A Vatican court found a computer expert in the Secretariat of State guilty of aiding and abetting the papal butler, who was convicted of stealing sensitive Vatican correspondence.
Despite recent setbacks in the United States and Europe, the Catholic church is not losing the fight on gay marriage, the Vatican semiofficial newspaper claimed Friday.
On the contrary, according to an article in L'Osservatore Romano by historian Lucetta Scaraffia, the church has emerged in recent years as the only institution on the global stage that's capable of resisting the forces that threaten to "break up ... human society."
Viewpoint: The Federation of Asian Bishops' Conferences had to reschedule a meeting two years in the making because of the Nov. 24 consistory, and that's not fair.
The effort to reintegrate the traditionalist Society of St. Pius X into the Catholic church "absolutely does not mean" that the Catholic church will accept or support the anti-Jewish or anti-Semitic positions espoused by some members of the society, said Cardinal Kurt Koch.
Instability and increasing violence in Syria have prompted Pope Benedict XVI to cancel the planned visit to the war-torn nation by a delegation of cardinals and bishops.
Instead, the pope announced Wednesday, he has sent a smaller group to Lebanon to deliver a $1 million donation and boost the church's humanitarian response to the crisis.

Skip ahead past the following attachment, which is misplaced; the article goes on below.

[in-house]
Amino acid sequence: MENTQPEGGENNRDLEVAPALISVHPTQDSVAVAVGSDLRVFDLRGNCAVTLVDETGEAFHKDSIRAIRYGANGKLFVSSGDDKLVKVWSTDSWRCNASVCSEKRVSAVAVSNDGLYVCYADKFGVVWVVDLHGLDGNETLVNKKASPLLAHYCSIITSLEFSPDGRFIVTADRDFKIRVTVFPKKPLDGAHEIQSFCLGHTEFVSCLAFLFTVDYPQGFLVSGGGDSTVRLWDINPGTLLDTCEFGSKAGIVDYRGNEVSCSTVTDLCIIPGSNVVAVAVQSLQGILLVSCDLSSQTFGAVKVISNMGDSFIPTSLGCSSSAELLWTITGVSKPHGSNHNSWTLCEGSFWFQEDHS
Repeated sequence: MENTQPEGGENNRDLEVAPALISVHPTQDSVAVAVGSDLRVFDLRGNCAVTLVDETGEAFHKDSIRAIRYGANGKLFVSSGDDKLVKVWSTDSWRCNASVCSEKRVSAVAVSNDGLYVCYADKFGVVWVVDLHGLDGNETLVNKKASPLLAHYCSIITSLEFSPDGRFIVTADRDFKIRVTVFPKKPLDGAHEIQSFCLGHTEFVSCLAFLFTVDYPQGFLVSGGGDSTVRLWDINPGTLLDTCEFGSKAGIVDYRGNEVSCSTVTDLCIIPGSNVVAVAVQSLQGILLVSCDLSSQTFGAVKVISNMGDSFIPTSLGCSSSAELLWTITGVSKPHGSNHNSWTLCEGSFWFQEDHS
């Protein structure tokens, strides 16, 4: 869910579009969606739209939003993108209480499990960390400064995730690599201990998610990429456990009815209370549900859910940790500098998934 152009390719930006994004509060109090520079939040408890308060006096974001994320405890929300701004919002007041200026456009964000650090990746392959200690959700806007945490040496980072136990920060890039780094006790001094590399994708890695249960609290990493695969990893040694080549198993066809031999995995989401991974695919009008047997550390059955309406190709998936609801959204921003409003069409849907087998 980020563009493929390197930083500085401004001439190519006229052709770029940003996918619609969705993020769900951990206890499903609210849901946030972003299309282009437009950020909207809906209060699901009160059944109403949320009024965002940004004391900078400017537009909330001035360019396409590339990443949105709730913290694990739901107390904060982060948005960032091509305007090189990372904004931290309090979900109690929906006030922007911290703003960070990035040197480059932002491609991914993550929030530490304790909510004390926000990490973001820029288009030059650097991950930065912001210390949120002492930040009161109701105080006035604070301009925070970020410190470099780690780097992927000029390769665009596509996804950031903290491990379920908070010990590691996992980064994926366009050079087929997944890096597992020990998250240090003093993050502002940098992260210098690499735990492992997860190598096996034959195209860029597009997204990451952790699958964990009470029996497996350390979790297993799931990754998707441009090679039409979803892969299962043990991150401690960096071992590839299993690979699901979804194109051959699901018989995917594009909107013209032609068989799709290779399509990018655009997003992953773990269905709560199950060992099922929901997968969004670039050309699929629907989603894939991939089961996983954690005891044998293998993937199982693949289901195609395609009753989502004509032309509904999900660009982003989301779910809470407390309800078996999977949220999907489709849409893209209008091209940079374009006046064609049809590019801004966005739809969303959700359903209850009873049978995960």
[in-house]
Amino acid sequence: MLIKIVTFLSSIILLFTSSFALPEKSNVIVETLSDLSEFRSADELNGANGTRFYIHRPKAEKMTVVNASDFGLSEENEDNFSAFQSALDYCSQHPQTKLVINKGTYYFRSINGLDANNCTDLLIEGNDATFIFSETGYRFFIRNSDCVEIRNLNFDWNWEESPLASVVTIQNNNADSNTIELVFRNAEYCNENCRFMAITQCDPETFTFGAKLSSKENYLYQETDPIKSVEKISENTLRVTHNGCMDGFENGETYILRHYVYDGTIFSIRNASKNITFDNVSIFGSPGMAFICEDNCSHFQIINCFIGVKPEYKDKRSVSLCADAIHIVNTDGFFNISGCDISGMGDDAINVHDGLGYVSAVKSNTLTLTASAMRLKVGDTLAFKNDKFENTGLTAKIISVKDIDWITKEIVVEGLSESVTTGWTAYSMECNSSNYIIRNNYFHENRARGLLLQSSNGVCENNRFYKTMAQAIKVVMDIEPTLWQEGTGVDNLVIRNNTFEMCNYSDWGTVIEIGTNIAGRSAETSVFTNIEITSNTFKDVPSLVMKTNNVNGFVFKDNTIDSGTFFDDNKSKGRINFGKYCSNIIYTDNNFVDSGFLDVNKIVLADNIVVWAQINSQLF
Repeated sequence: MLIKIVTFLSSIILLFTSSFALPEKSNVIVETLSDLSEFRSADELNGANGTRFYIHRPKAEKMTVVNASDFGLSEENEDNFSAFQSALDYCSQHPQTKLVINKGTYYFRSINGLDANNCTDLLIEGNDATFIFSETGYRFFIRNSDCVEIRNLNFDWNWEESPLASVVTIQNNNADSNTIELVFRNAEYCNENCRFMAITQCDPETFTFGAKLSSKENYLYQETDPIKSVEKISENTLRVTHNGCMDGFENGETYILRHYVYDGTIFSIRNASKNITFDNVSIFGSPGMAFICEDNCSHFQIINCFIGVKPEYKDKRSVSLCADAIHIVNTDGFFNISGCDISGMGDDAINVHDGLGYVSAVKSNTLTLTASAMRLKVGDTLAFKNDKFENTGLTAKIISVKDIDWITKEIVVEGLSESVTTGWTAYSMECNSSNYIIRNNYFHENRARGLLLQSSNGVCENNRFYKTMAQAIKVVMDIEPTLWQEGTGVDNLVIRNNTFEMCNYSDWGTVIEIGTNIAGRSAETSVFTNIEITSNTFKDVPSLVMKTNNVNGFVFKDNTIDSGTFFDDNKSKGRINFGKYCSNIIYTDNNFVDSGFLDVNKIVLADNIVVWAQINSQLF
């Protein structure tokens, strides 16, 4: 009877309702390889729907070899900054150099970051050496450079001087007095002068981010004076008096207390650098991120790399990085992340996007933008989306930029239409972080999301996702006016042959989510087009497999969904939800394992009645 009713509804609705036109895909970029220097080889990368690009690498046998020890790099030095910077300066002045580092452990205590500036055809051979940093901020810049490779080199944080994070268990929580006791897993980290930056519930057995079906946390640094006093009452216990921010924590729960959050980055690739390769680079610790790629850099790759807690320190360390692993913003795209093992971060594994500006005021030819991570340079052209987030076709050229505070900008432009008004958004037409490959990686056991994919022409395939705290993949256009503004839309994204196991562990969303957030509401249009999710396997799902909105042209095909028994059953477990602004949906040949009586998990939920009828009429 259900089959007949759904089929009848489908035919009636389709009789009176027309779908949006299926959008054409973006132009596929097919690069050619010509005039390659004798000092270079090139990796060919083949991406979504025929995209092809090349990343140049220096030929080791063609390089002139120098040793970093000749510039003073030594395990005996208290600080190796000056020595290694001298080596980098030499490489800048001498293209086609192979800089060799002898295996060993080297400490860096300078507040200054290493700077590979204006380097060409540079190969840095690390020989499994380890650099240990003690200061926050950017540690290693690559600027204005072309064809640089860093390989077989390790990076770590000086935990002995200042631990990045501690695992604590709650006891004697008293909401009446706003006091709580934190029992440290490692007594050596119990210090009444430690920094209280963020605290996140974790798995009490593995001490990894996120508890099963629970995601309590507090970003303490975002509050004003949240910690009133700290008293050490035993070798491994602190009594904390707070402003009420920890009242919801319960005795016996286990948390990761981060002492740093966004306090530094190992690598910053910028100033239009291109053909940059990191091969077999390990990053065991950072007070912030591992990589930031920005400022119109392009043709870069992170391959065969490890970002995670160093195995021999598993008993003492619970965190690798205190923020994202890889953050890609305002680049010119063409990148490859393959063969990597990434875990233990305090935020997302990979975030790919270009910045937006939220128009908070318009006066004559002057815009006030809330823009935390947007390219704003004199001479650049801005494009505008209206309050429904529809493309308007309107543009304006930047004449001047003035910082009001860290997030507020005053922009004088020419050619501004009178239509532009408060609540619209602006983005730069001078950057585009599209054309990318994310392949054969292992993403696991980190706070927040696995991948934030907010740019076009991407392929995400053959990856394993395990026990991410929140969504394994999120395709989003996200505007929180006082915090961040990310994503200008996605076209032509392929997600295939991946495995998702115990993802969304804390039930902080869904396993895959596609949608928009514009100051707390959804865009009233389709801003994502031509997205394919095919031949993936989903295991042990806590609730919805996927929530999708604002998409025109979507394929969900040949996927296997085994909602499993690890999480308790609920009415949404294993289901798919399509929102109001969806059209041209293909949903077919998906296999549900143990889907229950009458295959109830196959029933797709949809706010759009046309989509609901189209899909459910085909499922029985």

The pope also appealed for dialogue to end the Syrian conflict, saying: "We have to do everything possible because one day it could be too late."
Vatican Information Service announced this morning that Pope Benedict XVI has sent a message, through the apostolic nunciature in Washington, U.S.A., to Barack Obama, congratulating him on his re-election as president of the United States of America.
A Vatican computer technician charged with aiding and abetting the papal butler in stealing confidential documents went on trial amid legal arguments over the definition of the charge and questions about the "anonymous source" who reported him to officials.
As the trail began Nov. 5, the lawyer for Claudio Sciarpelletti, 48, argued Nov. 5 that his client and the papal butler, Paolo Gabriele, were acquaintances, not friends, and that Sciarpelletti had no motive to set aside "20 years of service to the Holy See" to help someone he wasn't particularly close to.
After the synod on new evangelization in Rome last month, three points seem crystal clear about Catholicism in the early 21st century.
A second criminal trial opens Monday in the little courtroom on the ground floor of the Vatican's tribunal building, located just behind the apse of St. Peter's Basilica.
The number of tourists who visit the Sistine Chapel every year could be limited in the future to help preserve the frescoes from human-born pollutants.